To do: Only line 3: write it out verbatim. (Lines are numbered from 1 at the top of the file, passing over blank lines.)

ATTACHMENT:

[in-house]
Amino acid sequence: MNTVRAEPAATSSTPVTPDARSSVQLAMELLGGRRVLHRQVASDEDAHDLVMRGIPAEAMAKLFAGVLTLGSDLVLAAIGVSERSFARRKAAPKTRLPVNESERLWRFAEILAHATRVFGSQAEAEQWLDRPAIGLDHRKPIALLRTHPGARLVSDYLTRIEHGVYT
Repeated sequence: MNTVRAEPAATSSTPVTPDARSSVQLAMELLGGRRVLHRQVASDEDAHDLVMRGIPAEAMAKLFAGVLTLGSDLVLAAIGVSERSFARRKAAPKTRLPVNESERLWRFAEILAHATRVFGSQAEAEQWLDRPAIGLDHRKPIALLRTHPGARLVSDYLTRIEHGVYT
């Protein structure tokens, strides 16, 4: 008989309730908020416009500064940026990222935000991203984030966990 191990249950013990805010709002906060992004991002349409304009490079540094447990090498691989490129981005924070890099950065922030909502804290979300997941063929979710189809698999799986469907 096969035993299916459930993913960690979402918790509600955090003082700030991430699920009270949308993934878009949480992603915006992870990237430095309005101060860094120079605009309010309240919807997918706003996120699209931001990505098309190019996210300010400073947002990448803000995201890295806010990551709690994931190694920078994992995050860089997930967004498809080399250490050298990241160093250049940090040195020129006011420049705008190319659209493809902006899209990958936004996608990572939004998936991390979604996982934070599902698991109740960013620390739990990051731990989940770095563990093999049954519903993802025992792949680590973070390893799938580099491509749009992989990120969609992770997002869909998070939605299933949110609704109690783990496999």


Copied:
Repeated sequence: MNTVRAEPAATSSTPVTPDARSSVQLAMELLGGRRVLHRQVASDEDAHDLVMRGIPAEAMAKLFAGVLTLGSDLVLAAIGVSERSFARRKAAPKTRLPVNESERLWRFAEILAHATRVFGSQAEAEQWLDRPAIGLDHRKPIALLRTHPGARLVSDYLTRIEHGVYT